To be clear, I have never branded myself as a career or life coach, only as a mental health provider. But I like the fact that with training and understanding, this is something to add to my skill set in the future.
I like seeing the change in my clients as they find their new stride, passion, and healing. I think, as mental health providers, we can combine our talents into the best of both worlds and offer clients the ability to be coached and healed, and do it all from a Christian worldview.
3 Elements for Everyone to Have in Clear Personal Development Goals
By Spencer Fox,
Posted December 5th, 2018
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“I got through it, I feel fine,
I went to school and did my time,
In a sense I’m out, in a sense I’m free
to be what I want to be.”
– MxPx, “Doing Time”
A child of the 90’s, I grew up on a heavy dose of punk rock and emo music. My favorite band, thanks to my older brother who guided 90 percent of my music interest until I was at least 16, was MxPx. A Christian pop-punk band from my native Washington, they were easy to latch onto.
I remember going to my first concert at 13 to see them, back when cigarettes were still allowed indoors. Luckily, I did not have to convince my mother that the overwhelming aroma of stale smoke and sweat that clung to my clothes after the concert was evidence of any of my own indiscretions. She was there in the back singing along at the top of her lungs herself.
MxPx claimed a major role in forming my teenage philosophies and giving me direction. The first song I ever learned on guitar was “Punk Rawk Show” from their sophomore album Teenage Politics. In short, they were a big part of my life (and I may just be listening to them as I write this today).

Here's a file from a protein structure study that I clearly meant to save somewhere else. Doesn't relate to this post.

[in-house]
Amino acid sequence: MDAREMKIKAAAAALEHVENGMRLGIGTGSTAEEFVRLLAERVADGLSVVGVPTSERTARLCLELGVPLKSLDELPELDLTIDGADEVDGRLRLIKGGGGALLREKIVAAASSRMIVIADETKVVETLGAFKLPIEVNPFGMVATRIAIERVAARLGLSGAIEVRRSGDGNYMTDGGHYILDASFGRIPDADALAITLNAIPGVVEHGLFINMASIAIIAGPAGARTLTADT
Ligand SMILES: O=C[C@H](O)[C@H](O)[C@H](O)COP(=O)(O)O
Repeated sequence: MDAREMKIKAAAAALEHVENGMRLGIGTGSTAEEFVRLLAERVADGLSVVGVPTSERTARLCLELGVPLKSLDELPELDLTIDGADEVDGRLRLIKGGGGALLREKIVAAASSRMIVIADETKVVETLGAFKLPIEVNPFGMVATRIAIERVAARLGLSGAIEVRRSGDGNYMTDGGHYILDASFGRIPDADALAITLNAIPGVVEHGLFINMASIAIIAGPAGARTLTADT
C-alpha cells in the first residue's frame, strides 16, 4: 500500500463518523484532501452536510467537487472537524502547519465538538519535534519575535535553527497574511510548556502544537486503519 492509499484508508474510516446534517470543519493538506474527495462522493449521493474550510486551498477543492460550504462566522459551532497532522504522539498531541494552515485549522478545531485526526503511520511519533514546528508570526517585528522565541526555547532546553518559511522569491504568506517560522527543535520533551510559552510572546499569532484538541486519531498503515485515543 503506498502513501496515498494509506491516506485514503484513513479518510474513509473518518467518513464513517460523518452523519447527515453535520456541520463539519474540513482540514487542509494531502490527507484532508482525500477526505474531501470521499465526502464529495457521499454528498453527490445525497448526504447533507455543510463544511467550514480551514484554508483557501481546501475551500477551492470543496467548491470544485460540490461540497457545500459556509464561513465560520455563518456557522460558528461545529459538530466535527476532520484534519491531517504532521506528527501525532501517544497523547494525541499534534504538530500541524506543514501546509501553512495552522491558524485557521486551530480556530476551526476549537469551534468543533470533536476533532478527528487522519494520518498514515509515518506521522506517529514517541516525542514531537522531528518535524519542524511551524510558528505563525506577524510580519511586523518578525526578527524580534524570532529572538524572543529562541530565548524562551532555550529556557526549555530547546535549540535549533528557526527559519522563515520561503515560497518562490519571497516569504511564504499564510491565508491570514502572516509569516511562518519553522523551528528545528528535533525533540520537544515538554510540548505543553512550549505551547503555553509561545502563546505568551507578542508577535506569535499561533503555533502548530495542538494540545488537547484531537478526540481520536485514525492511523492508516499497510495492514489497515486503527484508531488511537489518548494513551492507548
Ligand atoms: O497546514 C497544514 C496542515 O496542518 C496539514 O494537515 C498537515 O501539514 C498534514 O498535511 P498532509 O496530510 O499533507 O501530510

As I have grown, my philosophies and beliefs have matured and become more nuanced. However, there is some insight that I believe MxPx can still provide. In the quote above, that final line “to
By Spencer Fox,
Posted May 23rd, 2018
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If we confess our sins, he is faithful and just to forgive us our sins and to cleanse us from all unrighteousness. If we say we have not sinned, we make him a liar, and his word is not in us. – 1 John 1:9-10
Be kind to one another, tenderhearted, forgiving one another, as God in Christ forgave you.– Ephesians 4:32
Then Peter came up and said to him, “Lord, how often will my brother sin against me, and I forgive him? As many as seven times?” Jesus said to him, “I do not say to you seven times, but seventy times seven. – Matthew 18:21-22
When I have worked with individuals and with families, forgiveness has often arisen as a stumbling block in the path of progress. It’s a simple concept, to forgive, but often so hard to truly do.
In marriages, the inability to forgive can begin to eat away at the foundation of the relationship to a greater extent than the act that needs forgiving, itself. For individuals, holding onto anger and bitterness towards others can dampen moods. Holding onto anger directed inward, even more so.
The inability to forgive acts like an anchor, keeping us from growing and living a more fulfilling life. To lift that anchor requires a muscle and one that needs to be strengthened. This muscle is forgiveness, and for most starting out forgiveness is not easy to do.
Often that first act of forgiveness is the hardest, but